The beautiful but poor Deborah Grantham presides over her aunt’s gaming house in Regency London. Here she meets Max Ravenscar who is determined to prevent his young cousin and ward from contracting an inappropriate marriage to Grantham. Incensed by the idea that she would exploit an innocent, Deborah decides to take her revenge on Ravenscar which eventually leads to the pair falling in love.
In classic Heyer form, we have a feisty heroine and a high in the instep hero. He thinks she is a vulgar adventuress set on getting her tenterhooks into his young, foolish cousin. She thinks he is a big time jerk who needs to be put in his place.
The result is some fabulous, hilarious events that kept me laughing through a quick read. Secondary characters are the pillars of Heyer’s Incomparable writing style, providing sweet foils for the book’s protagonist and energizing the plot.
Set in late Georgian London, Deborah is a gentleman’s daughter living with her widowed Aunt whose small jointure has forced her to turn her card parties into a declining gaming hell. Its in this environment that she meets the young buck whose calf love sets off alarm bells with his mama, who in turn pleads her case with trustee and nephew Ravenscar.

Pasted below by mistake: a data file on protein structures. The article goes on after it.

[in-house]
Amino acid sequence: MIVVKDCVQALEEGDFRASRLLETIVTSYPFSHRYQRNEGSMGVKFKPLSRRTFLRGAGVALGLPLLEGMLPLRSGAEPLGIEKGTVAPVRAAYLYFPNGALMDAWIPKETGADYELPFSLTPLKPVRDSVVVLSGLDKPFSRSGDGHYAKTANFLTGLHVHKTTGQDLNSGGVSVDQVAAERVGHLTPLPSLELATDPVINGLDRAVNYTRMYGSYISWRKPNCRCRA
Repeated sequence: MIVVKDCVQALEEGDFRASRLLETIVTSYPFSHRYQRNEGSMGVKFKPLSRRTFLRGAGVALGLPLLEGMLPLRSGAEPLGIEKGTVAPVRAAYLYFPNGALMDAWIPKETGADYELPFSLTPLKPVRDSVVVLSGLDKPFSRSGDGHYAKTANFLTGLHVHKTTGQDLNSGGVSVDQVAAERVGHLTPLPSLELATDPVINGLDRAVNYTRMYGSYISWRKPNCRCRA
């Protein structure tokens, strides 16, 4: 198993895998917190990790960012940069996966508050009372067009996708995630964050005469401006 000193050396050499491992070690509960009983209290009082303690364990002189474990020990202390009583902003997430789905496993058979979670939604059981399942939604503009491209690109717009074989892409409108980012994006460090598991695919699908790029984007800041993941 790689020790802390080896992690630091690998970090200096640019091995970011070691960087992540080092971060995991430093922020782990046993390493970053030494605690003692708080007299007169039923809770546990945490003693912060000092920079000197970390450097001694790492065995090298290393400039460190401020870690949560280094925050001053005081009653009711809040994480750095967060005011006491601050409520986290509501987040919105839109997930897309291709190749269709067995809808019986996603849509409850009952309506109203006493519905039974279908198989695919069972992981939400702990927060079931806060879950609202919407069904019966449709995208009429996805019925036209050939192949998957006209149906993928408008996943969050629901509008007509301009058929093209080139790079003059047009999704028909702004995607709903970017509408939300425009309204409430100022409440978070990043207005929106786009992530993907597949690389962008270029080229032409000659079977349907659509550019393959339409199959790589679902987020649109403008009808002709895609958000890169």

While her Aunt bemoans the price of peas, and the hefty mortgage now in the hands of another Deb’s ardent suitors (who has less than honorable intentions), Deb finds herself piqued by the needless interventions of Ravenscar.
There is a classic scene at Vauxhall, an incredible kidnapping scheme, and a tongue in cheek look at the gaming habits of the Upper Crust.
In short, its Heyer perfection and well worth a read.
Some adult subject matter, but generally acceptable for older teens and vanilla hist ro lovers.